S. Durno: Absolutely. We encourage other applicants that we do have to let other members of the community know that these programs are available. In terms of a formal PR strategy, we are working on that constantly and getting the word out and having as many people apply who are eligible for our programs as possible.
B. Ralston (Chair): Shane, and then that's it.
S. Simpson: Just a quick question. This relates to the Olympic question. As has been noted, VANOC will be reporting out final budget numbers sometime in the coming weeks or the next month or so. The Auditor General has reported on this twice already.
The question I have is: considering the work that's already been done — as John says, hopefully we'll get a chance to talk about this when we have that full infor-
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mation — what's the expectation of the Auditor General of a further reporting, which he references in his comments here? What's the thinking on what the context of that might be? Is it a review of what's gone on before? Is it something different?
I'm just trying to get a sense of what the content or context of that report might look like. Has a decision been made about that?
J. Doyle: Thank you for the question. First of all, no, no decision has been made, because the form of any report, if there will be one, will depend very much on what is made available.
If I look at the information that has been made available and it seems to me that citizens can be considered well informed in regard to the costs and consequences of the Olympics and the Paralympics, then there is no need for further work. If they have not been informed or it is quite hard to draw all that information together, I may or may not feel that there's a need to actually draw those streams of information together and put them into one document.
Now, I can't make that assessment until a number of these reports have been published and are made available and interested observers have had a chance to go through them themselves.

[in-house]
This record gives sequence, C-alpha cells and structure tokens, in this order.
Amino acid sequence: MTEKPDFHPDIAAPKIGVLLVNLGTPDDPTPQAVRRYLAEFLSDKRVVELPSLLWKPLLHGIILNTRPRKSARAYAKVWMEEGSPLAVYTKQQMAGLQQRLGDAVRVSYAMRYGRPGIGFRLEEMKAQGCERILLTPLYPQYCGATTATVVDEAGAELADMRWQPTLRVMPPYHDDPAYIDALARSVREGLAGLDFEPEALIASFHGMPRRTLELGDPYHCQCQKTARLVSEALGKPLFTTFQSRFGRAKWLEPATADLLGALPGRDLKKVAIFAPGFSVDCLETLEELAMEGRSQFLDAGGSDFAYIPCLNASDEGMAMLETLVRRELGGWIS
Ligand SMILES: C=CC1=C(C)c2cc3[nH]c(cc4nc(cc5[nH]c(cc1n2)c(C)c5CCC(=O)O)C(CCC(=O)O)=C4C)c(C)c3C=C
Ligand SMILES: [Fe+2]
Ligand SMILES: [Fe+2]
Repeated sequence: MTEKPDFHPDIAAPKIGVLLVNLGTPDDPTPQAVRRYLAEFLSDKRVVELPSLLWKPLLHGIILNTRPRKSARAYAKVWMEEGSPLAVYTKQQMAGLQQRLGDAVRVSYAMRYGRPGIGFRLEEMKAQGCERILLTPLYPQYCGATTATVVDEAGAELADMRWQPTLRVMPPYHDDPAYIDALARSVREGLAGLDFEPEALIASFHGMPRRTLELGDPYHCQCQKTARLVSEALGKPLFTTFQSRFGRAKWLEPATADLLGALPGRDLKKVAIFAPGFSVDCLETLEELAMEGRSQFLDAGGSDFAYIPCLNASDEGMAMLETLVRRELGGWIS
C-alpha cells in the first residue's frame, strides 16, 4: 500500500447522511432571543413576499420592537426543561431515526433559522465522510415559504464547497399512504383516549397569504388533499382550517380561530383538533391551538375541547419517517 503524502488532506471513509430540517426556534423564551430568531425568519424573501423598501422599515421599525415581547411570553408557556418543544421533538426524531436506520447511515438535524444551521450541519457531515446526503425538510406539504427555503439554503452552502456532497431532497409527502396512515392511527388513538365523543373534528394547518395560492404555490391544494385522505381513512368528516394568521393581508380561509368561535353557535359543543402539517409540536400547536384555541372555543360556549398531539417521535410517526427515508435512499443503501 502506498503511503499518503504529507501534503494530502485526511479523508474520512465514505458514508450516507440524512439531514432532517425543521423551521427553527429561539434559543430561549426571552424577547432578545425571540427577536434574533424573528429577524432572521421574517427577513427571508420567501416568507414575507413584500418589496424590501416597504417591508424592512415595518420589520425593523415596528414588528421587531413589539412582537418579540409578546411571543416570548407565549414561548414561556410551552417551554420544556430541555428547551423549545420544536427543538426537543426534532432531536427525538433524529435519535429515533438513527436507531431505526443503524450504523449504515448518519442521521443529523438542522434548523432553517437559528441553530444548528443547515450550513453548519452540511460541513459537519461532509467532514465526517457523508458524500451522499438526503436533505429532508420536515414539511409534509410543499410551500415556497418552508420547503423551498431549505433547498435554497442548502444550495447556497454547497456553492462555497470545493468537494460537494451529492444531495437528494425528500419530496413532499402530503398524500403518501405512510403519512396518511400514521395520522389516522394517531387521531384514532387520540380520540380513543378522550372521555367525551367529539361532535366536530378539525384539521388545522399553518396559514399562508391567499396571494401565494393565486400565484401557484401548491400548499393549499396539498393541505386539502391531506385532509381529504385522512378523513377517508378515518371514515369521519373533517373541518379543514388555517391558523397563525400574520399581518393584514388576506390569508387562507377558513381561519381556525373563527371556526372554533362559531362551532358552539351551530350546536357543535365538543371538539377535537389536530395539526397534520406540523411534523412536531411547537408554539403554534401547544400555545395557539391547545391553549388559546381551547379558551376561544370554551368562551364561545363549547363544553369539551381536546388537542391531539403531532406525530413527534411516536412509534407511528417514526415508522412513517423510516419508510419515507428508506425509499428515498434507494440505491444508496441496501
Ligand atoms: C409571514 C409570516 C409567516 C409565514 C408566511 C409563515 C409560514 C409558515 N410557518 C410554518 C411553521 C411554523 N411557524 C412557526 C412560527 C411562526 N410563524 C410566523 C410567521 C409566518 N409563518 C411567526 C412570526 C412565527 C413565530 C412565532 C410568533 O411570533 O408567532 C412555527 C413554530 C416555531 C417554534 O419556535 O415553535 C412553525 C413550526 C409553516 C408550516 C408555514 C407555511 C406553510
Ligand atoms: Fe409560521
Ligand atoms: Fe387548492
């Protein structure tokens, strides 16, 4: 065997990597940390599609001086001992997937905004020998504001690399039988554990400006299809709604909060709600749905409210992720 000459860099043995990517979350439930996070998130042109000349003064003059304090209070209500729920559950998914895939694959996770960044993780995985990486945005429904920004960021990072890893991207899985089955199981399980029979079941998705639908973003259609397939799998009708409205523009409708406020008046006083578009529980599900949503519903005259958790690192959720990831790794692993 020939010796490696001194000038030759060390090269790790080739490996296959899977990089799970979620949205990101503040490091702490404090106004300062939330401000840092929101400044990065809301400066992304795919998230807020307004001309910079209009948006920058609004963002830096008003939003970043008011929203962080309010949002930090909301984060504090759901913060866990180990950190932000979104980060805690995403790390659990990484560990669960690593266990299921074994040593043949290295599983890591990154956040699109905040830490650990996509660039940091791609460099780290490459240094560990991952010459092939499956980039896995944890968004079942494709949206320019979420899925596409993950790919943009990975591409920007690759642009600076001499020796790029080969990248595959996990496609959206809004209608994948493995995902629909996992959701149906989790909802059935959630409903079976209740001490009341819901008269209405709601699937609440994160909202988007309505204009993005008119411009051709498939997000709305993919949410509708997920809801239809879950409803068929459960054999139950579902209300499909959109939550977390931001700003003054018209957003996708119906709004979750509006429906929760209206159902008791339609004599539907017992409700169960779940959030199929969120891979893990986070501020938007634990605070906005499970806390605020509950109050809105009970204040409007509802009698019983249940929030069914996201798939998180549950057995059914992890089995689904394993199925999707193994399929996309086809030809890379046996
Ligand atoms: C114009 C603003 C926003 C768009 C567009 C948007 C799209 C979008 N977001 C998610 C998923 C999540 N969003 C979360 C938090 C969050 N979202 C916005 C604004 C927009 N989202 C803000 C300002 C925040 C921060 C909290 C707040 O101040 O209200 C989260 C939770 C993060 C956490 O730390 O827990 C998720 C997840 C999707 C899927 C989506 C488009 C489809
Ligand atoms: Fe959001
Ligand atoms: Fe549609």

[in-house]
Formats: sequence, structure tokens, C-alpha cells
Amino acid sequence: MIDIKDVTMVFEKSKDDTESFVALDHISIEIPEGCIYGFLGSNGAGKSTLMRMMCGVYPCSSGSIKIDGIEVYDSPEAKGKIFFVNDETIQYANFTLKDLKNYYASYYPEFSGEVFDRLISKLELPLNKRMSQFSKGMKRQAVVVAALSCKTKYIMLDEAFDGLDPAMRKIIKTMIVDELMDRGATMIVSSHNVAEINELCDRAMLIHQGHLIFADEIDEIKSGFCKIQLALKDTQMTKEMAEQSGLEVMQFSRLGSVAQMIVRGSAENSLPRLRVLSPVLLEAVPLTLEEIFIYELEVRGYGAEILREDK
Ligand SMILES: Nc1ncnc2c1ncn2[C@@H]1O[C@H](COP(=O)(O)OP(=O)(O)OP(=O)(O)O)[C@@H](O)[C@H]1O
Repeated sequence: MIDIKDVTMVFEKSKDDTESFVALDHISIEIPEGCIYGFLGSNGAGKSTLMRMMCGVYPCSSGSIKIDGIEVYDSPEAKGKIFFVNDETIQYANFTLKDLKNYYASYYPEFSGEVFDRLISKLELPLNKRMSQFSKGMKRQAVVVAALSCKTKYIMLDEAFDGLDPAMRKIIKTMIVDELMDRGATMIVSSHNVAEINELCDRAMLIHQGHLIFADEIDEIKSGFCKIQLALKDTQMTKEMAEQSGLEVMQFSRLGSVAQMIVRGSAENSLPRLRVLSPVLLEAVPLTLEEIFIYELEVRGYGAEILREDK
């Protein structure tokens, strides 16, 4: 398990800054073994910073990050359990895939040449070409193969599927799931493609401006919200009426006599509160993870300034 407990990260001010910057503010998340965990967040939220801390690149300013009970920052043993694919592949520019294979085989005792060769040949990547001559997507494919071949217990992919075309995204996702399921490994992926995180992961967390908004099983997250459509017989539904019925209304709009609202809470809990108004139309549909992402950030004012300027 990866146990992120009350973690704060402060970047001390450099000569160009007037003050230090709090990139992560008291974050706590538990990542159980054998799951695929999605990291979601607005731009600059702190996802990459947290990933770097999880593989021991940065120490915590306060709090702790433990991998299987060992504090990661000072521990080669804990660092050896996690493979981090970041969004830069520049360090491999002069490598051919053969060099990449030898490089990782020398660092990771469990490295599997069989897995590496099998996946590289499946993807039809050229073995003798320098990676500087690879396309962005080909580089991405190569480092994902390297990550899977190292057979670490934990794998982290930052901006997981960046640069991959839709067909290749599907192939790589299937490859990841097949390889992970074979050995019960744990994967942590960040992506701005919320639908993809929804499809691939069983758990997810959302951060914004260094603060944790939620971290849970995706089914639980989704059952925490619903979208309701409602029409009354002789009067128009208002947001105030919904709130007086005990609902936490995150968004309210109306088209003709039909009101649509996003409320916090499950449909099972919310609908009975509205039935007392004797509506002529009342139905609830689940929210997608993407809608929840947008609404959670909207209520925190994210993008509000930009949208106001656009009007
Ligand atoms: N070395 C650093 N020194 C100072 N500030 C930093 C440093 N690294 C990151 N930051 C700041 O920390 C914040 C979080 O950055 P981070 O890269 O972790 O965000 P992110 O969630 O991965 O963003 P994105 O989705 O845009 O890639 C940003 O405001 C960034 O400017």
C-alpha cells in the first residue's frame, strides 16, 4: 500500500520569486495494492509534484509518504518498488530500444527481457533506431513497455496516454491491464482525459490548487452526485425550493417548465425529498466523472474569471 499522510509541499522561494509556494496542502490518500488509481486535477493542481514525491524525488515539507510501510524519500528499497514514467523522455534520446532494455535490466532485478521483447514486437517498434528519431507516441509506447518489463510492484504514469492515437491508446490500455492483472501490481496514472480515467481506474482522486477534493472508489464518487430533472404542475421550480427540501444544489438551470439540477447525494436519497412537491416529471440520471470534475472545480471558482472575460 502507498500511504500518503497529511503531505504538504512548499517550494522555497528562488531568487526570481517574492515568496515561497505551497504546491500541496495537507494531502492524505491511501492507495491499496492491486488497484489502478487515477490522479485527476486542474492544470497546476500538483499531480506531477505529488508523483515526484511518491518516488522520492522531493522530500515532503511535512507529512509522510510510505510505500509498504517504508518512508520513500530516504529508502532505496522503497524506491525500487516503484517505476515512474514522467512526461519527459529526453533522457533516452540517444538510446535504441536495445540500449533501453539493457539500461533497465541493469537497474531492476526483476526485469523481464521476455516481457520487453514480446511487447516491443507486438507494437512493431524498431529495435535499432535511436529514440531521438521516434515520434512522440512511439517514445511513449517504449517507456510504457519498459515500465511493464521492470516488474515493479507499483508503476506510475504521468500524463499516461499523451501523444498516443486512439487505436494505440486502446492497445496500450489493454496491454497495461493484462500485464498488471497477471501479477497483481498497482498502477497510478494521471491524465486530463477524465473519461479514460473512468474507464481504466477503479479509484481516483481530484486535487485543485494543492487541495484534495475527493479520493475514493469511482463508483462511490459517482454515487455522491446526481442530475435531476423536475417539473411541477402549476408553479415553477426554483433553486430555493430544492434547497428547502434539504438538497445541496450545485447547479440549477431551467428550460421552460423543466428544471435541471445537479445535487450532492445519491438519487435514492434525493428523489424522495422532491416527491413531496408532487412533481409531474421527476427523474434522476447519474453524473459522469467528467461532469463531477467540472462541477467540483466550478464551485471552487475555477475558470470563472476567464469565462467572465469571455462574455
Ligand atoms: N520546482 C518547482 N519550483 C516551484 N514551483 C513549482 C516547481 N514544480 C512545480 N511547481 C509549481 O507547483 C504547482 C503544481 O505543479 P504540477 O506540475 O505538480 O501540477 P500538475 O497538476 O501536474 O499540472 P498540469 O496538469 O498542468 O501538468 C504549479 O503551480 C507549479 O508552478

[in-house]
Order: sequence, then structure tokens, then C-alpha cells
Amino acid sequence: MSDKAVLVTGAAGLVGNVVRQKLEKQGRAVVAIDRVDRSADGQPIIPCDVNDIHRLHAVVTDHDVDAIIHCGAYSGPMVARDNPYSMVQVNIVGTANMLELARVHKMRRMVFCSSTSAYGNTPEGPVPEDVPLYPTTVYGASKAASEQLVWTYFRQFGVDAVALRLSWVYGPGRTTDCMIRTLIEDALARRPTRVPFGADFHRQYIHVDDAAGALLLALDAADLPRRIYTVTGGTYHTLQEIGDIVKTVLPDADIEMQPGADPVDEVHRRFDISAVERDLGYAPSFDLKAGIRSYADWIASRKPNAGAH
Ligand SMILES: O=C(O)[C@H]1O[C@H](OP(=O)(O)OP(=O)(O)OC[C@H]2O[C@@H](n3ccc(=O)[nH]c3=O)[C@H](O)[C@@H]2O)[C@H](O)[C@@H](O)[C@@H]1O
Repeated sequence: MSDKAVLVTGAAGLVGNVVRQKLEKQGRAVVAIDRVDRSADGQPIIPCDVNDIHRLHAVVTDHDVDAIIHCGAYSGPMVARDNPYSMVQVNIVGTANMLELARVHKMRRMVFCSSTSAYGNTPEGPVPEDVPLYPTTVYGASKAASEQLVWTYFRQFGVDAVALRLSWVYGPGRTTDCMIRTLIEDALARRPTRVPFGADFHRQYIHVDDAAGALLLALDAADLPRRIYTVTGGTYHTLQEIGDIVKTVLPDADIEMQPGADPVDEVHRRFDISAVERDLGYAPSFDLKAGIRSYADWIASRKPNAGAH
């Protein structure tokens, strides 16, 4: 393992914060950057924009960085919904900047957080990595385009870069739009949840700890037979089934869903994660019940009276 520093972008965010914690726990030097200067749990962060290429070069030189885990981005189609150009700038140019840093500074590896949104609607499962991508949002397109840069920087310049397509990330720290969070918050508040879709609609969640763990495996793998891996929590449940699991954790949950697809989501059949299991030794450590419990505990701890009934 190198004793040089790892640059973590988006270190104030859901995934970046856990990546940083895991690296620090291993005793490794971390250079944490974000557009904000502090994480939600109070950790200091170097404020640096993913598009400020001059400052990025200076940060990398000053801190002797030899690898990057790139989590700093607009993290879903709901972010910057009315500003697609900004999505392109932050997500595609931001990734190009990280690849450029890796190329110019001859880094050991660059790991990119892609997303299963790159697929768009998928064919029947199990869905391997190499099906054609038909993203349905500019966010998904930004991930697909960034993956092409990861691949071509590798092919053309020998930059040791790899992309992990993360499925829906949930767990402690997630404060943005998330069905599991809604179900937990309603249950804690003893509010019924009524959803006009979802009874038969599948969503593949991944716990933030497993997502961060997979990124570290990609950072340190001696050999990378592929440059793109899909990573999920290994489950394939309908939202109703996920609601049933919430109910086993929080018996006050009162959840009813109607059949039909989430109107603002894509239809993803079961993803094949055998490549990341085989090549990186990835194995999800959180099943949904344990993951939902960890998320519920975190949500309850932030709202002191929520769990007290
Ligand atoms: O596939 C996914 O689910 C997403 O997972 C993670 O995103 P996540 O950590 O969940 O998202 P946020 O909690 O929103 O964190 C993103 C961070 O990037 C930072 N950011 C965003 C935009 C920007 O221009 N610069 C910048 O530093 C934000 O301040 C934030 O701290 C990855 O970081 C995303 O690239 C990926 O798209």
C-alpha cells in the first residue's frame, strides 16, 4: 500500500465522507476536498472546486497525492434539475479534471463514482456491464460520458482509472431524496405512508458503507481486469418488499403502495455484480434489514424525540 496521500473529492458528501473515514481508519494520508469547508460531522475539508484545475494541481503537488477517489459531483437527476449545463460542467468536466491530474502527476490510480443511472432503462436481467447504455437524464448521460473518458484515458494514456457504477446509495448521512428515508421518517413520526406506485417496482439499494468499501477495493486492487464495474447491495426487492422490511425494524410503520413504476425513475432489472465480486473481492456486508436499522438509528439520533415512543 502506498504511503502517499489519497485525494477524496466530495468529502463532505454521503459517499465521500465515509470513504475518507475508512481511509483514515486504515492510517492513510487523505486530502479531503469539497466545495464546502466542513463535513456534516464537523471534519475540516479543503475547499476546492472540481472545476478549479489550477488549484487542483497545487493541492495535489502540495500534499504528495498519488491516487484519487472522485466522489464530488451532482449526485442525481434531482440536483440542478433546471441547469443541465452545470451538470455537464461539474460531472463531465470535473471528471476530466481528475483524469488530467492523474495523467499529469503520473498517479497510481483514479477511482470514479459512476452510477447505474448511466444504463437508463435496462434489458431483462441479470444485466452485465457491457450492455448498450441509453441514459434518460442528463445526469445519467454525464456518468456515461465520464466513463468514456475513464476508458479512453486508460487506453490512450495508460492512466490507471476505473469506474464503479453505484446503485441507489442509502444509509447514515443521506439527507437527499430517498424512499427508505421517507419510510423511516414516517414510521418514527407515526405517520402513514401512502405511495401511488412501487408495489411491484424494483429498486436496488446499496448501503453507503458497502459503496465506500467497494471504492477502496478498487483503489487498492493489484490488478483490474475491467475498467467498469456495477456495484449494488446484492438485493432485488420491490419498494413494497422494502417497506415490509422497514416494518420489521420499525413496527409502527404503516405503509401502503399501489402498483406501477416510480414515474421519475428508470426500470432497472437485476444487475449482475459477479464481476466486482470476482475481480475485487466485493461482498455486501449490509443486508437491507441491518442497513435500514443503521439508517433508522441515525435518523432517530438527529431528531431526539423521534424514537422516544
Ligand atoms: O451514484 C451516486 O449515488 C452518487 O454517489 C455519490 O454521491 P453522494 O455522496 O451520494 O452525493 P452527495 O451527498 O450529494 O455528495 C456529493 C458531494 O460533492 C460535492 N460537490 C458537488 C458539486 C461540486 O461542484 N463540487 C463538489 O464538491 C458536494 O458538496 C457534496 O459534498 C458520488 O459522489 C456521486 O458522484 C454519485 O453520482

I'd said earlier on that it might be mid-December. I was corrected by my colleague, who told me that the report wouldn't be ready until mid-December. Therefore, it probably won't be until early in the new year that I'll be able to form a view as to whether or not any further work or any additional reporting will be necessary.
The object of the exercise…. I'll just quote from here, and where I'm coming from. It's straight out of the letter, and it's still valid. "One recommendation: that government expand its definition of games-related costs to include all items that are reasonably attributable to hosting the 2010 Olympic and Paralympic Winter Games and report publicly on those costs and the risks associated with them." That was before, but also after, the event.
Really got to be clear on this. It's expanding its definition to the definition that a reasonable citizen would consider it is — not some kind of narrow process which says: "This comes out of this particular bucket." And I think that's what citizens expect.
Now, it's actually quite difficult to get all that information together, but there's been plenty of energy and effort from different layers of government and from different individual organizations to actually bring information together and try to put them into one particular place. At the end of the day, I may consider that that's more than adequate and that no further work is required. But if I don't, then I shall be doing an additional piece of work to actually bring that information together. And that would be the structure and form of the report, if any, that would flow.
B. Ralston (Chair): Thanks very much. I don't see any further questions.
Oh, Mr. Doyle's got his hand up yet again.
J. Doyle: Sorry, Chair. I was just waiting till the end.
In the presentation made by the government in regard to the Olympics, it was suggested that I'd misled the PAC in that I had not informed you of certain aspects of the situation. One of the things that was mentioned was that I didn't mention that a draft report or a report had been produced and handed over to government. I think if you read Hansard, you'll find that I did. I did mention that a draft report was handed over.